Court Denies Plaintiff’s Sanctions Request, Points Out Her Own “Misconduct”: eDiscovery Case Law
In Vaks v. Quinlan, et al., No. 18-12571-LTS (D. Mass. Feb. 24, 2020), Massachusetts District Judge Leo T. Sorokin denied the plaintiff’s Motion to Compel and for Sanctions, calling her accusations “without basis” and pointing out her own “pattern of misconduct and disregard of the governing rules”.
In this case involving claims of age discrimination by the plaintiff against the defendants, the plaintiff, in filing the motion, accused the defendants and their attorneys of: (1) “obstructing” a deposition; (2) “relentless refusal to produce documents”; and (3) “defiantly [and] in bad faith violat[ing] every Federal Rule of Civil Procedure related to discovery[.]”
Judge Sorokin, in responding to the plaintiff’s accusations, stated: “These are serious accusations made in writing. They are without basis.” Judge Sorokin also referenced a previous observation from his court where he “note[d] that there is no basis to infer improper discovery practices by defendant or anything other than reasonable forthright practices by [defense] counsel.” Continuing, he noted:
“Indeed, to date, Plaintiff—rather than Defendants—has not conformed to the governing rules. She filed late discovery requests…which the Court ultimately found were almost entirely overbroad, unreasonable, and not proportional to the case…She induced the Court to issue an order by making a material misrepresentation: in writing, she represented that defense counsel had assented to an extension of the governing schedule which, the Court later learned, defense counsel had not.”
Judge Sorokin also outlined the plaintiff’s submission of documents produced by the defendants in a pending motion as “plainly designated as confidential” and “in direct violation of the protective order” that defendants had requested which was approved by the court, even though the plaintiff had “never challenged any confidentiality designations”. Judge Sorokin indicated that filing “establishes a pattern of misconduct and disregard of the governing rules.”
As for the merits of the plaintiff’s motion to compel, Judge Sorokin addressed her five claims, as follows:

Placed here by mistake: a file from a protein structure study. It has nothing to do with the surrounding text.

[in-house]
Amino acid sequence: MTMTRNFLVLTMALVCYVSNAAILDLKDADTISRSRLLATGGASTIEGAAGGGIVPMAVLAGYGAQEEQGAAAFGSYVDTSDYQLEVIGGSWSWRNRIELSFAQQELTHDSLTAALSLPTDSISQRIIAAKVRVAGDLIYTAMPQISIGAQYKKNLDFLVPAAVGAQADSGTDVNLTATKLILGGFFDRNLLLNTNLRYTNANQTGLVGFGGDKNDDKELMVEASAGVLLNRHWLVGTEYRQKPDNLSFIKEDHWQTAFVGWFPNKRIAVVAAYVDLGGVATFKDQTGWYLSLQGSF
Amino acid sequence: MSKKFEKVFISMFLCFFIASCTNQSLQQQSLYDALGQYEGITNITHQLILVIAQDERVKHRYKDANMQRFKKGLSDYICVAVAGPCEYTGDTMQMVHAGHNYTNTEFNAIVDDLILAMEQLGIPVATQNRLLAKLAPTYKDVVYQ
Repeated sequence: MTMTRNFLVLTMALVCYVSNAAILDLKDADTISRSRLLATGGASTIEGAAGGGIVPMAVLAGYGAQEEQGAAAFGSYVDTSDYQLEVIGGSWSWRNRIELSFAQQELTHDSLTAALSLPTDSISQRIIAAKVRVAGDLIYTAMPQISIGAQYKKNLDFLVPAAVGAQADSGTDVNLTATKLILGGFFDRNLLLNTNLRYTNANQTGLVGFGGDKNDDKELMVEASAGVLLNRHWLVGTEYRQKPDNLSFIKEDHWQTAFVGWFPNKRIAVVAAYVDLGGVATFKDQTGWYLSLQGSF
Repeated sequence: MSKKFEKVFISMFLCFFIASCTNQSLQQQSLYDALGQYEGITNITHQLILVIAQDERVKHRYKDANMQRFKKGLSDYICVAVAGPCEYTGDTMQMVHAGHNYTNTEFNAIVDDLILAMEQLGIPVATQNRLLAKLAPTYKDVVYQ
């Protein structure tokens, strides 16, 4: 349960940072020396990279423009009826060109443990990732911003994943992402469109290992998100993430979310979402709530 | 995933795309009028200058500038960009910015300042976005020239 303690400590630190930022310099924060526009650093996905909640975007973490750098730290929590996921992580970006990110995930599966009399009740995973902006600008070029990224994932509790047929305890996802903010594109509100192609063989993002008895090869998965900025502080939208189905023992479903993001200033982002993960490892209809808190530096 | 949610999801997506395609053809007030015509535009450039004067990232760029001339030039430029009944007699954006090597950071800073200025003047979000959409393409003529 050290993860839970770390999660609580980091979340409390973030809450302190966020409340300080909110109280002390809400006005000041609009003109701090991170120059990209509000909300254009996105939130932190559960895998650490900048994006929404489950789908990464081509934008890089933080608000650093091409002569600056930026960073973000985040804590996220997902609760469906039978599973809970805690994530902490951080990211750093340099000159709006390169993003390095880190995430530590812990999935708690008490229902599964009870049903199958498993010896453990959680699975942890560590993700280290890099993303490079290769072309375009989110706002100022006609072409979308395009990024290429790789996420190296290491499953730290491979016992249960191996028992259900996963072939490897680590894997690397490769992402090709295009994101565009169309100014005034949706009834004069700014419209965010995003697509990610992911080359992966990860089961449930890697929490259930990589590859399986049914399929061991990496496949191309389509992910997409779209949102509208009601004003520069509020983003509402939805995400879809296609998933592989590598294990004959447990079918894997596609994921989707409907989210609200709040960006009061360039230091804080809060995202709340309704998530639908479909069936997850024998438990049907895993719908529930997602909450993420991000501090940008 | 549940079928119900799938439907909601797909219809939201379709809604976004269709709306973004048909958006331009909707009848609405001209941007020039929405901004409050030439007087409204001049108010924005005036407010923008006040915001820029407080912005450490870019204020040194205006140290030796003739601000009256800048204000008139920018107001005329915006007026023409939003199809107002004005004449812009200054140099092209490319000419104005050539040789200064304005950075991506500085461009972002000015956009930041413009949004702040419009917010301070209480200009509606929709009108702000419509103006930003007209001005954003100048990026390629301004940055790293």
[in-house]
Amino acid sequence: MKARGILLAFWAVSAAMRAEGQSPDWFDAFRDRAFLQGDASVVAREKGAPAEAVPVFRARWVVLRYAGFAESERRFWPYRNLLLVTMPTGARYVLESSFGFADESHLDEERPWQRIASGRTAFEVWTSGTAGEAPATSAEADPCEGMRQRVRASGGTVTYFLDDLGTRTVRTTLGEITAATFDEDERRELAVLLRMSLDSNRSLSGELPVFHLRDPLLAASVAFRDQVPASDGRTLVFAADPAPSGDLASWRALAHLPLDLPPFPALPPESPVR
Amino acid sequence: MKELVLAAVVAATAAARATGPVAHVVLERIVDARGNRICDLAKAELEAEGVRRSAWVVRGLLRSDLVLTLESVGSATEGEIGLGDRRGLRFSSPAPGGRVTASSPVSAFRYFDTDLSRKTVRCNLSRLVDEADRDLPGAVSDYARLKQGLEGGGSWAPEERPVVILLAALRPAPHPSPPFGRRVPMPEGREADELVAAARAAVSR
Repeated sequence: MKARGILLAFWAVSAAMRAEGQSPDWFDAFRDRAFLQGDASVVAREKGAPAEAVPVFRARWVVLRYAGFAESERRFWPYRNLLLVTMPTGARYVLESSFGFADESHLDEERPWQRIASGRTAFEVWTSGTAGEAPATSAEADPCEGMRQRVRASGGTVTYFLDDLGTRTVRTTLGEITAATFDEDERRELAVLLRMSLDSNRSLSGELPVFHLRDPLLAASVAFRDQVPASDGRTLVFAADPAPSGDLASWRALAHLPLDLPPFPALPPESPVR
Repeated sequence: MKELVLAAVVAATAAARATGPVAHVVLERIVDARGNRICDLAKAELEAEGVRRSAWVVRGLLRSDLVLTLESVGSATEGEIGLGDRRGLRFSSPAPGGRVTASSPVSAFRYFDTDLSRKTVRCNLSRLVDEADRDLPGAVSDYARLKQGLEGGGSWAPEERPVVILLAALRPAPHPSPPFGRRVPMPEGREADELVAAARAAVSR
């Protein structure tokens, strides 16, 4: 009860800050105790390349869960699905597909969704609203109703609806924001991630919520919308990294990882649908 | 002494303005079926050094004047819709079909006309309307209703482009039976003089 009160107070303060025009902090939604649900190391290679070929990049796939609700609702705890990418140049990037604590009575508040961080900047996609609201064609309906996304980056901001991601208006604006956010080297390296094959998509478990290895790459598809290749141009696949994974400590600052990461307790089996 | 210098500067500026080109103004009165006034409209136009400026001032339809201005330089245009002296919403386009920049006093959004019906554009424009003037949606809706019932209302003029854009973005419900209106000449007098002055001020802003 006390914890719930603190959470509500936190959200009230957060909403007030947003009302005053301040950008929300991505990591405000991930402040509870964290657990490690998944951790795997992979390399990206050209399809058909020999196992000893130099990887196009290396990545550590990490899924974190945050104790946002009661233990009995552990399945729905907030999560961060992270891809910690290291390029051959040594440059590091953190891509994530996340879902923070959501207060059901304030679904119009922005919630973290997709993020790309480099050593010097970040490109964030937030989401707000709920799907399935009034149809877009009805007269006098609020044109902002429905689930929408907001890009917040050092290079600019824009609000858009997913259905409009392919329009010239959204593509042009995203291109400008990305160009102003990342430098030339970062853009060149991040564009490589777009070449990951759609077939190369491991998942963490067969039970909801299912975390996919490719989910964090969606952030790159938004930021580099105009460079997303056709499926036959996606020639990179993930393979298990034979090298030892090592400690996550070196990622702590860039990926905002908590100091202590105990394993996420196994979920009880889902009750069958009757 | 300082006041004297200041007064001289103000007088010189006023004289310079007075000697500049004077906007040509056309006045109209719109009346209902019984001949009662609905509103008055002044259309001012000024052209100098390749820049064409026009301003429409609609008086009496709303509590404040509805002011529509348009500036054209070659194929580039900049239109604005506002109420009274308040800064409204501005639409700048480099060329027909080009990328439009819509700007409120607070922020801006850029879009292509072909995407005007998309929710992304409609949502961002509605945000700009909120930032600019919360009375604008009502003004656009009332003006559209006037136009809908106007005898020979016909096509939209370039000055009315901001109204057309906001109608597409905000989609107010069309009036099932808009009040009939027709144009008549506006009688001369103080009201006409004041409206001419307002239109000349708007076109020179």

- Format of the documents produced electronically by defendants: Judge Sorokin stated: “This challenge is without merit. Defendants produced the metadata both for documents and emails. As to emails, they searched their servers, and produced the relevant emails with attachments and metadata…This is a permissible practice.”
- Defendants advanced improper general objections: Judge Sorokin stated: “Not so. Defendants augmented their ‘general’ objections with specific objections.”
- Defendants withheld responsive non-privileged documents: Judge Sorokin stated that “nothing before the Court, contrary to Vaks’ arguments, suggests” that took place, noting that “Defendants produced multiple privilege logs” and indicated that the plaintiff “simply misunderstands” a reference from the defendants to imply there were suppressed documents.
- Certain documents withheld by Defendants pursuant to the work product privilege doctrine were not privileged: Judge Sorokin stated: “This argument similarly fails”, noting that documents in contention were prepared at the direction of the defendant’s general counsel, “so that she could provide legal advice. In these circumstances, such documents are properly withheld.”
- Reopen the now-completed Rule 30(b)(6) deposition: Judge Sorokin noted that there was “no basis” to do so, stating: “Indeed, Vaks has not demonstrated in any way that Mr. LeBlanc did not adequately answer questions during his deposition. Moreover, she did not, in any of the parties’ communications after Mr. LeBlanc’s deposition, claim that the deposition was deficient.”
In denying the motion, Judge Sorokin also stated: “One more issue bears comment. Vaks requests sanctions. None are merited here. Whatever the merits of Vaks’ claims—a matter upon which the Court has no view—defense counsel has discharged her discovery obligations well. She has made reasonable accommodations for a pro se party, as she must, while pressing her client’s positions firmly—all while under repeated attack. There is no basis whatsoever for the imposition of sanctions, nor even an arguable basis to request sanctions.”
So, what do you think? Does the ruling open the door for the defendants to file their own motion for sanctions? Please let us know if any comments you might have or if you’d like to know more about a particular topic.
Case opinion link courtesy of eDiscovery Assistant.
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